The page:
I am not an electrician at all. Do I need to use a lower voltage to operate the pressure switch to engage the starter?
    No, make sure the coil on your new starter is same as line voltage.
    You of course could use a low voltage coil but that is a little more involved by adding a small transformer.
    I think the main reason low voltage is comon is so if someone pushes a defective start button they dont get a shock. Not a danger on you system, it already has line voltage at the pressure switch.

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    I would say my rule of thumb is that above 3HP a switch really needs to be more then a simple mechanical system if it will be used often. So I say add a contactor controlled by the pressure switch.
    Bill D.

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    Quote Originally Posted by Bill D View Post
    I would say my rule of thumb is that above 3HP a switch really needs to be more then a simple mechanical system if it will be used often. So I say add a contactor controlled by the pressure switch.
    Bill D.
    The motor spec plate indicates 21 FLA. This seems like a lot of amps to go through the very light duty looking contacts on these pressure switches.

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    IR's design is intended to keep costs down, not provide a robust solution. Might work ok for a compressor that sees occasional use, but not one that runs all day every day. Wiring a motor starter into your pressure switch is not that difficult. This example is 3 phase, but take one leg out and that what you need to wire up. It took 15 seconds to find this:

    http://compressors.tpub.com/TM-5-431...85-13_30_1.jpg

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    Quick check on ebay finds lots of contactors. But this item looks to be what you could use 371947439197 . Set up for what you have.

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    The Ebay item above is only rated for 3 hp single phase. But something similar and rated for 5hp would be a good choice.

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    Quote Originally Posted by Bill Simmons View Post
    The Ebay item above is only rated for 3 hp single phase. But something similar and rated for 5hp would be a good choice.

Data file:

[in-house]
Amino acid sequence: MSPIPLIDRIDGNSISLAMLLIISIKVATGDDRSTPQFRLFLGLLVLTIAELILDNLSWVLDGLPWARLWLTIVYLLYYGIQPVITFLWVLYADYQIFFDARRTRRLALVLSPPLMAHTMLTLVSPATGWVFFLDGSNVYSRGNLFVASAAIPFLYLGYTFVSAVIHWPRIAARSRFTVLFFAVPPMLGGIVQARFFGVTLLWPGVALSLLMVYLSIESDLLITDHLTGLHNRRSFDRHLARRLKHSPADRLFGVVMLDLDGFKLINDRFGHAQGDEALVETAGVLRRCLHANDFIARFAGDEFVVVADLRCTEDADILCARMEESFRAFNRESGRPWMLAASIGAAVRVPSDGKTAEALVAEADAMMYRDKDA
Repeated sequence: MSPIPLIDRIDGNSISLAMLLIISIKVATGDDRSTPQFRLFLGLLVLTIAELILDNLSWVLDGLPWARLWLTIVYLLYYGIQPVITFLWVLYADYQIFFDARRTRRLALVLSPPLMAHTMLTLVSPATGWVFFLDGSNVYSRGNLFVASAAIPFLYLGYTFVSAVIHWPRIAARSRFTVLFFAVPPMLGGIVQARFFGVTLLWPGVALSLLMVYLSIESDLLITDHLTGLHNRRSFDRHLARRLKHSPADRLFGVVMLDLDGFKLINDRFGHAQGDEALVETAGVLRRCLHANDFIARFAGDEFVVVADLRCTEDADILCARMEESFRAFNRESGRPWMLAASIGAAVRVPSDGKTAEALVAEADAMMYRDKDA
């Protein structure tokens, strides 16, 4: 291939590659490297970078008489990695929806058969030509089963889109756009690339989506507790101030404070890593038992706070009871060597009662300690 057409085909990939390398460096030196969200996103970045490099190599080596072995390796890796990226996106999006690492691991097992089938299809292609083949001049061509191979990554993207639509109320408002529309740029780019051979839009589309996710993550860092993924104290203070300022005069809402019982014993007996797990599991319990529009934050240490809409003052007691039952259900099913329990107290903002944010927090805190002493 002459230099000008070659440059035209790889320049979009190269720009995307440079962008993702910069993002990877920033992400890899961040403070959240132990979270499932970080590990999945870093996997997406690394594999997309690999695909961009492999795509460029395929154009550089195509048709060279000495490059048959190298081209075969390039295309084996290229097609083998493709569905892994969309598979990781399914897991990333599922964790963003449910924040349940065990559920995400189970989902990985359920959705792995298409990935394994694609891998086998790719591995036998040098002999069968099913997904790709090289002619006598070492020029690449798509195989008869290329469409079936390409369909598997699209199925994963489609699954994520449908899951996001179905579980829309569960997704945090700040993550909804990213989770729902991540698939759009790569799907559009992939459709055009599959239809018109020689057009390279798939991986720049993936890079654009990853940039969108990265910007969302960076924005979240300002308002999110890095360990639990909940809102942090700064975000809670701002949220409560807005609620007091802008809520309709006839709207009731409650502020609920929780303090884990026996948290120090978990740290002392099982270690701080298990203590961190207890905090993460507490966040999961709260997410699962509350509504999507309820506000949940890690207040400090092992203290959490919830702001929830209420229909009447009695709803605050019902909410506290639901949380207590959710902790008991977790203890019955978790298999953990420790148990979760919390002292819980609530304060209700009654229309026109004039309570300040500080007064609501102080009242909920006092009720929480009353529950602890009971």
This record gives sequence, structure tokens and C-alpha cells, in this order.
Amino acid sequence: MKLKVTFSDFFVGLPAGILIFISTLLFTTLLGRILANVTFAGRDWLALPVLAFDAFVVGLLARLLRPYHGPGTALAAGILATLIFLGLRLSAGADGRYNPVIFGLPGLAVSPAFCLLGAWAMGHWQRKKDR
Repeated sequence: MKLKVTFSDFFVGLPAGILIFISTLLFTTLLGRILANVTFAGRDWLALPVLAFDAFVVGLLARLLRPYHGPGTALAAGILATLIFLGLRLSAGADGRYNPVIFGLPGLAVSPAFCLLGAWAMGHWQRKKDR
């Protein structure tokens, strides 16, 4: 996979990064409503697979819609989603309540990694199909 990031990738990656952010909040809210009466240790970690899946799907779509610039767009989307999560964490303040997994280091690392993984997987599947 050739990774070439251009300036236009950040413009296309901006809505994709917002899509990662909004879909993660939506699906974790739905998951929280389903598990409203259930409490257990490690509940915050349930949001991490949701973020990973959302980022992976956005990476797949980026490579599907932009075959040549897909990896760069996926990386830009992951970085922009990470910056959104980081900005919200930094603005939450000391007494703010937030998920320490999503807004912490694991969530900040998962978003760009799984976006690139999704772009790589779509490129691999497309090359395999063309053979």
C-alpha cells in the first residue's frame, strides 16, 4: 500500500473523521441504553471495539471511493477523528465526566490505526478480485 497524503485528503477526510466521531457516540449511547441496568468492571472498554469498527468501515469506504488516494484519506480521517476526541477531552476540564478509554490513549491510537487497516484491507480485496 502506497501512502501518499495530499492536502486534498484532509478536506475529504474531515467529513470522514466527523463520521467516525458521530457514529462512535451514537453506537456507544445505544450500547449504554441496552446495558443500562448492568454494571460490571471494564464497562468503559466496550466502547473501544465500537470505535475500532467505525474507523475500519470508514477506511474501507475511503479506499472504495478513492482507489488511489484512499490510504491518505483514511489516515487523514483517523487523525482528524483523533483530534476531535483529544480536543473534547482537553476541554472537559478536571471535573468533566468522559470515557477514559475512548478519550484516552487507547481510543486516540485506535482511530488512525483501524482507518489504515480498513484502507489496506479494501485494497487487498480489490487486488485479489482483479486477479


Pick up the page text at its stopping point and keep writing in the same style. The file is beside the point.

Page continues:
That ebay item comes up as 5hp for me. Yesterday too.
    The mfg looks like a good outfit too. Should be a quality starter.

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    That ebay item is rated 5hp on three phase. OP has single phase. Note the ratings on label in the picture.

    Bill

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    OK. But the mfg website says that particular starter style is available for 1ph 5hp @230V:
    From https://elimia.ecrater.com/p/2466908...ir-compressor: "This is our new line of low cost - better than the competition - magnetic starters. These are available in this configuration up to 20 HP @ 480V; 10 HP @ 230V 3-phase; 5 HP @ 230V 1-phase. We have a very similar low cost set up in even larger sizes with a larger enclosure. . ."

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    Quote Originally Posted by Gordon Heaton View Post
    OK. But the mfg website says that particular starter style is available for 1ph 5hp @230V:
    From https://elimia.ecrater.com/p/2466908...ir-compressor: "This is our new line of low cost - better than the competition - magnetic starters. These are available in this configuration up to 20 HP @ 480V; 10 HP @ 230V 3-phase; 5 HP @ 230V 1-phase. We have a very similar low cost set up in even larger sizes with a larger enclosure. . ."
    I'm getting confused here. The little contacts in the pressure switch are welding shut. If I run the 230 v through it to control the starter won't they still weld shut?

    As a temporary fix. I filed the weld gobs off the contacts very carefully then sprayed them with some electrical lubricant I found and fired the thing back up. Should last for about 3 to 5 days.

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    Quote Originally Posted by gear cutter View Post
    I'm getting confused here. The little contacts in the pressure switch are welding shut. If I run the 230 v through it to control the starter won't they still weld shut?

    As a temporary fix. I filed the weld gobs off the contacts very carefully then sprayed them with some electrical lubricant I found and fired the thing back up. Should last for about 3 to 5 days.
    The current flowing thru those little contacts when connected to motor is HIGH, current flow thru those little contacts is LOW when connected to starter. The starter, with larger contacts then carries the HIGH current. Capiche?